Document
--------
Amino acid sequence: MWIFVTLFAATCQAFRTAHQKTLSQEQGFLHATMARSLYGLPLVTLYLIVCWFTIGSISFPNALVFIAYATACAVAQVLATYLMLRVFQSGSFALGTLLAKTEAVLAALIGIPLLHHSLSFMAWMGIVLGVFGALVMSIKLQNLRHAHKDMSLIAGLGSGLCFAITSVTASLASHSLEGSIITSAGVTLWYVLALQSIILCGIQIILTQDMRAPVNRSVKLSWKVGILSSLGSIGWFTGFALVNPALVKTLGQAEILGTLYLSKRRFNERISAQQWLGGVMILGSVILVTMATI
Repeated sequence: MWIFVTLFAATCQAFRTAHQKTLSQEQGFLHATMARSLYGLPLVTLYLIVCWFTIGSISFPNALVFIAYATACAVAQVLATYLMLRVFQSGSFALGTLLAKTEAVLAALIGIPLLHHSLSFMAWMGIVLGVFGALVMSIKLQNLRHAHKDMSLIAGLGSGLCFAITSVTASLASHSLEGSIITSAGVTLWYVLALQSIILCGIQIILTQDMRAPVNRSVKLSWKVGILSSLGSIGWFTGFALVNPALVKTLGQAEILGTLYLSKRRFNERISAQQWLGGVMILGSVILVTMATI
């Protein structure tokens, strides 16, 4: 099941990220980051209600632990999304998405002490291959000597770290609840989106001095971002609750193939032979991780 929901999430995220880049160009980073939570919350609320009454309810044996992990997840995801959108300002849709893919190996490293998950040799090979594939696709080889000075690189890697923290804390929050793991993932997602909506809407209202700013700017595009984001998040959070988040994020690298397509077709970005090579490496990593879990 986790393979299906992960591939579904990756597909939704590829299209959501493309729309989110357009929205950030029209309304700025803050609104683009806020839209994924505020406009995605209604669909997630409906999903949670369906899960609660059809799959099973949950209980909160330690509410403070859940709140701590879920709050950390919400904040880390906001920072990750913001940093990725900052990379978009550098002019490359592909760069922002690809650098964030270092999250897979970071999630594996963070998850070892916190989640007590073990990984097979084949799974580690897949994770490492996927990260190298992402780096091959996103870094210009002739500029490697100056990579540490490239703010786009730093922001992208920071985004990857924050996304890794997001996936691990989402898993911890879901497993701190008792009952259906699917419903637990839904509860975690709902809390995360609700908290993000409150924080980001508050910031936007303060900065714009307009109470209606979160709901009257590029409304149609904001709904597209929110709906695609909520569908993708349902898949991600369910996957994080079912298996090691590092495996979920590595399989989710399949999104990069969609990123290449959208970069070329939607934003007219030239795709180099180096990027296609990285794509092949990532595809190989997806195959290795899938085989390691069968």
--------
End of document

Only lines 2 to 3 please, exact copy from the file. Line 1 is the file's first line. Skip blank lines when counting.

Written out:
Repeated sequence: MWIFVTLFAATCQAFRTAHQKTLSQEQGFLHATMARSLYGLPLVTLYLIVCWFTIGSISFPNALVFIAYATACAVAQVLATYLMLRVFQSGSFALGTLLAKTEAVLAALIGIPLLHHSLSFMAWMGIVLGVFGALVMSIKLQNLRHAHKDMSLIAGLGSGLCFAITSVTASLASHSLEGSIITSAGVTLWYVLALQSIILCGIQIILTQDMRAPVNRSVKLSWKVGILSSLGSIGWFTGFALVNPALVKTLGQAEILGTLYLSKRRFNERISAQQWLGGVMILGSVILVTMATI
């Protein structure tokens, strides 16, 4: 099941990220980051209600632990999304998405002490291959000597770290609840989106001095971002609750193939032979991780 929901999430995220880049160009980073939570919350609320009454309810044996992990997840995801959108300002849709893919190996490293998950040799090979594939696709080889000075690189890697923290804390929050793991993932997602909506809407209202700013700017595009984001998040959070988040994020690298397509077709970005090579490496990593879990 986790393979299906992960591939579904990756597909939704590829299209959501493309729309989110357009929205950030029209309304700025803050609104683009806020839209994924505020406009995605209604669909997630409906999903949670369906899960609660059809799959099973949950209980909160330690509410403070859940709140701590879920709050950390919400904040880390906001920072990750913001940093990725900052990379978009550098002019490359592909760069922002690809650098964030270092999250897979970071999630594996963070998850070892916190989640007590073990990984097979084949799974580690897949994770490492996927990260190298992402780096091959996103870094210009002739500029490697100056990579540490490239703010786009730093922001992208920071985004990857924050996304890794997001996936691990989402898993911890879901497993701190008792009952259906699917419903637990839904509860975690709902809390995360609700908290993000409150924080980001508050910031936007303060900065714009307009109470209606979160709901009257590029409304149609904001709904597209929110709906695609909520569908993708349902898949991600369910996957994080079912298996090691590092495996979920590595399989989710399949999104990069969609990123290449959208970069070329939607934003007219030239795709180099180096990027296609990285794509092949990532595809190989997806195959290795899938085989390691069968």